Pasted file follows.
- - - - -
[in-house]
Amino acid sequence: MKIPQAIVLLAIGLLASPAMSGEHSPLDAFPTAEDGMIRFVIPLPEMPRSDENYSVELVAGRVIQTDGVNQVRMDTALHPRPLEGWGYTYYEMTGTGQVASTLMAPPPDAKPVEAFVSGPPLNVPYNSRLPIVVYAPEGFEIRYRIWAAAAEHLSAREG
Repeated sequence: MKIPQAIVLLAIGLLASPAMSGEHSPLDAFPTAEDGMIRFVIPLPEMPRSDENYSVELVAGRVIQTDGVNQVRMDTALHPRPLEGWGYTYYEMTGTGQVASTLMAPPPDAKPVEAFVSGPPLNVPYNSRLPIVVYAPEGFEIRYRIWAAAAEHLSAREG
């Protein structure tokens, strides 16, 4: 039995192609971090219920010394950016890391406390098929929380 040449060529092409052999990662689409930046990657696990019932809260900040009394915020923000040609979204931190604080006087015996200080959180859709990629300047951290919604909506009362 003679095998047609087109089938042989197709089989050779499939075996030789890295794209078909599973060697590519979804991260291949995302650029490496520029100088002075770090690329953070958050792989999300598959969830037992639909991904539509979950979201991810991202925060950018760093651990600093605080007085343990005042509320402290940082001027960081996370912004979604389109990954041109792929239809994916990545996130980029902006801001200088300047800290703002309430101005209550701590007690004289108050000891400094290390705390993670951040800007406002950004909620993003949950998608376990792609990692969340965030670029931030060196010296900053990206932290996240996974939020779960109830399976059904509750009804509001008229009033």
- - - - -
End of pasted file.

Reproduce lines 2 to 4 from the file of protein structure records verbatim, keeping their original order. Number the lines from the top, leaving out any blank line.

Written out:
Amino acid sequence: MKIPQAIVLLAIGLLASPAMSGEHSPLDAFPTAEDGMIRFVIPLPEMPRSDENYSVELVAGRVIQTDGVNQVRMDTALHPRPLEGWGYTYYEMTGTGQVASTLMAPPPDAKPVEAFVSGPPLNVPYNSRLPIVVYAPEGFEIRYRIWAAAAEHLSAREG
Repeated sequence: MKIPQAIVLLAIGLLASPAMSGEHSPLDAFPTAEDGMIRFVIPLPEMPRSDENYSVELVAGRVIQTDGVNQVRMDTALHPRPLEGWGYTYYEMTGTGQVASTLMAPPPDAKPVEAFVSGPPLNVPYNSRLPIVVYAPEGFEIRYRIWAAAAEHLSAREG
């Protein structure tokens, strides 16, 4: 039995192609971090219920010394950016890391406390098929929380 040449060529092409052999990662689409930046990657696990019932809260900040009394915020923000040609979204931190604080006087015996200080959180859709990629300047951290919604909506009362 003679095998047609087109089938042989197709089989050779499939075996030789890295794209078909599973060697590519979804991260291949995302650029490496520029100088002075770090690329953070958050792989999300598959969830037992639909991904539509979950979201991810991202925060950018760093651990600093605080007085343990005042509320402290940082001027960081996370912004979604389109990954041109792929239809994916990545996130980029902006801001200088300047800290703002309430101005209550701590007690004289108050000891400094290390705390993670951040800007406002950004909620993003949950998608376990792609990692969340965030670029931030060196010296900053990206932290996240996974939020779960109830399976059904509750009804509001008229009033």